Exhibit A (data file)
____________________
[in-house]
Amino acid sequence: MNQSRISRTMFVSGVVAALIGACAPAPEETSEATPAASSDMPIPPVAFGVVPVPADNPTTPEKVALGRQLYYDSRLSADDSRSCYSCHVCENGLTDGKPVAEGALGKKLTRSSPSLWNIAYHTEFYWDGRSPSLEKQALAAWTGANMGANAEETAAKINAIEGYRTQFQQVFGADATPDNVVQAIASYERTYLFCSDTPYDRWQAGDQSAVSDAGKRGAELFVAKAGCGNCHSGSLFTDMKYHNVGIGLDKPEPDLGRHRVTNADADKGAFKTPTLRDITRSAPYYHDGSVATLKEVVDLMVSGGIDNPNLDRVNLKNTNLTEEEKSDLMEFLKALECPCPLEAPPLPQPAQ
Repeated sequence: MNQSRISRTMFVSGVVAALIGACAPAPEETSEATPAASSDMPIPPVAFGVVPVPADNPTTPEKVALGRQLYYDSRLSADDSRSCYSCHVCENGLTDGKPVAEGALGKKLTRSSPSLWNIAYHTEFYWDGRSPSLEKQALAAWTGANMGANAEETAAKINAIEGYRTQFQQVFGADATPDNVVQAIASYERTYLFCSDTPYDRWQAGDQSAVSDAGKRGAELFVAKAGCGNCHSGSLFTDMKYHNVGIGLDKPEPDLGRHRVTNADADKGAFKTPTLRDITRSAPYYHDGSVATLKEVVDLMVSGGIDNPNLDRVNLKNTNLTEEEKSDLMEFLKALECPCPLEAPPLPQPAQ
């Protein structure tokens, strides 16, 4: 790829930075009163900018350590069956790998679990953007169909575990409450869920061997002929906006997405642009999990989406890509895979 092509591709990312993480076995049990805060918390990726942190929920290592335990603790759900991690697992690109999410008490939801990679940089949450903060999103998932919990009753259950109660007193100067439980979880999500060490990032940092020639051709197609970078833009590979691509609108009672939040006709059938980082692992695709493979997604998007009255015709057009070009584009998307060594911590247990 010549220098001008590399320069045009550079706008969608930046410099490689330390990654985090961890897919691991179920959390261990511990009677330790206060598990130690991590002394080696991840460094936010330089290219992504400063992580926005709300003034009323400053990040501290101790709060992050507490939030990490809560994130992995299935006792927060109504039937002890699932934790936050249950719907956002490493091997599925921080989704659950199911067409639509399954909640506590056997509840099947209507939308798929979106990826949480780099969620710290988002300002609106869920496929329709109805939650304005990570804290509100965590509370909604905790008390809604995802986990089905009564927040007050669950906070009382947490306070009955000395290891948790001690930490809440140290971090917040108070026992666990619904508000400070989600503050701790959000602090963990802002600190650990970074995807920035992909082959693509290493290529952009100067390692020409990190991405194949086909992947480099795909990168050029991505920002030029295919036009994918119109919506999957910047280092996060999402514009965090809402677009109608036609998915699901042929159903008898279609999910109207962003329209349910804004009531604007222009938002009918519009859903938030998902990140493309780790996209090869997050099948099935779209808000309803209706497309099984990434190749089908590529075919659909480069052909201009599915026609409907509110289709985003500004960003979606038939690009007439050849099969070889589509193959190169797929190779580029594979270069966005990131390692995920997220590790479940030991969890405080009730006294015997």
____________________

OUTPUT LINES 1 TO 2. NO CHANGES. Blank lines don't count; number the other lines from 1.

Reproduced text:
[in-house]
Amino acid sequence: MNQSRISRTMFVSGVVAALIGACAPAPEETSEATPAASSDMPIPPVAFGVVPVPADNPTTPEKVALGRQLYYDSRLSADDSRSCYSCHVCENGLTDGKPVAEGALGKKLTRSSPSLWNIAYHTEFYWDGRSPSLEKQALAAWTGANMGANAEETAAKINAIEGYRTQFQQVFGADATPDNVVQAIASYERTYLFCSDTPYDRWQAGDQSAVSDAGKRGAELFVAKAGCGNCHSGSLFTDMKYHNVGIGLDKPEPDLGRHRVTNADADKGAFKTPTLRDITRSAPYYHDGSVATLKEVVDLMVSGGIDNPNLDRVNLKNTNLTEEEKSDLMEFLKALECPCPLEAPPLPQPAQ